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Ed. note: We asked members attending the AWP Conference here in Denver to send us a note or two on sessions they attended so that those who couldn’t attend could take a virtual trip. Here’s our first, from Lighthouser Jessica Regner.
On Thursday, I attended the Going Long: The Long Short Story, hosted by Jilly Meyers, editor of American Short Fiction, and including panelists Josh Weil, Suzanne Rivecca, and Karen Brown. (Note: Karen Brown is author of Isabel’s Daughter, one of the PEN/O. Henry 2009 award winners. I read her short story in conjuction with Andrea’s winter short story class, and it really wowed me.) This is what I thought was critical from that session. According to Josh Weil, the difference between a “short” short story and a “long” short story is that the “short” goes FROM something (starts out with an explosion, and the rest of the story is about the repercussions of that event) and the “long” develops TOWARD something (may start slower, but is rich and holds promises and finishes in a big way).
So, thinking about the PEN/O. Henry short stories, the shortest award-winning story for 2009 was “The Order of Things” by Judy Troy. It’s less than 8 full pages (probably around 2500 words). It’s about a married Reverend who has an affair with one of his married parishioners. On page one, they’re meeting at a Super 8 to have sex. That’s the big explosion. The rest of the story is winding down from there.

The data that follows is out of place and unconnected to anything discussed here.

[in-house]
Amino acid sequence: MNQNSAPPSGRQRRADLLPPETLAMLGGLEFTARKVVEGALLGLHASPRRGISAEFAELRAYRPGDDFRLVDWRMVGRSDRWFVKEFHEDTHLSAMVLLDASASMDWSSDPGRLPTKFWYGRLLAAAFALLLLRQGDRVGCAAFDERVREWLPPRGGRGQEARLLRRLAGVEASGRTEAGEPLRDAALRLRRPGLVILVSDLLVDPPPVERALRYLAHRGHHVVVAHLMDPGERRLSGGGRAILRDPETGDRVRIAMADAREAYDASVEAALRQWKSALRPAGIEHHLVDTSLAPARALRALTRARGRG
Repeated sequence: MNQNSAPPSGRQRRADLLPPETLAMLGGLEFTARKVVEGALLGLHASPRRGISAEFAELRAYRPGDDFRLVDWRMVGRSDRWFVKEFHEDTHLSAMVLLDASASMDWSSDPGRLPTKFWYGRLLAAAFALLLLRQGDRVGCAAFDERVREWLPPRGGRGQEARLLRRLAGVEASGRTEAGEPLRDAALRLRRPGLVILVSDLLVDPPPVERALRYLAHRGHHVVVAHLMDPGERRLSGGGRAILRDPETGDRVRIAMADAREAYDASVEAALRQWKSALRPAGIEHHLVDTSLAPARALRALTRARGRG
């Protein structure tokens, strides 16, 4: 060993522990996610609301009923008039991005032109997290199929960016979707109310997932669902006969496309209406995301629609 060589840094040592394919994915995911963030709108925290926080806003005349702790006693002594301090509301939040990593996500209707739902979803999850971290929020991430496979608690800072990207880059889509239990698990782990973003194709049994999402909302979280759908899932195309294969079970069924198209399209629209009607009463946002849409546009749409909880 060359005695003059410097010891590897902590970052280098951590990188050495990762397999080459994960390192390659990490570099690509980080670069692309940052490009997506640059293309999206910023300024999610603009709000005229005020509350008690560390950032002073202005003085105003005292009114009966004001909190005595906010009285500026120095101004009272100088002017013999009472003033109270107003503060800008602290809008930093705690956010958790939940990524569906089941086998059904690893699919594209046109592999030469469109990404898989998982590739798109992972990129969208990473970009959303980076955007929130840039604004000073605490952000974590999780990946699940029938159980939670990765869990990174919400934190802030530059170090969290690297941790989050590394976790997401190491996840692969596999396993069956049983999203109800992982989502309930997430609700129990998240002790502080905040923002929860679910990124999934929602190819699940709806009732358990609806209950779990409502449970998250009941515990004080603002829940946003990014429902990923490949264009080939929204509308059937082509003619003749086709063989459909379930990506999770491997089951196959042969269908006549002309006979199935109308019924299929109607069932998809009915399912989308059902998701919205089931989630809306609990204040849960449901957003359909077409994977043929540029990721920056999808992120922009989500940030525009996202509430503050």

Contrast that with “An Ordinary Soldier of the Queen” by Graham Joyce (also a 2009 PEN/O. Henry award winner). This story is 28 pages and at least 8000 words. It starts conversationally light, a first person narrator telling about his life in the army. The tension builds and peaks around page 21, when the character is lost in a firefight in the desert, stuck with his foot on top of a grenade, and saved by a mysterious apparition (djinn). The narrator is unreliable, and the reader has to form her own judgments about what happened to him. The length of story was necessary for setting up what happened to the character and getting to know his personality and how what happened effected him.
Suzanne Rivecca recommended “long” short story writers read Alice Munro for compression of time and learning to write summary scenes and then move into them.
Jill Meyers stated that American Short Fiction is committed to publishing longer pieces. She and the other panelists also recommended the following journals for longer pieces: New England Review, Georgia Review, Ploughshares, Electric Literature, One Story, Georgia Review, Tin House, Crazy Horse, Narrative, Northwest Review, Alaska Quarterly, and the Atlantic Monthly e-reader.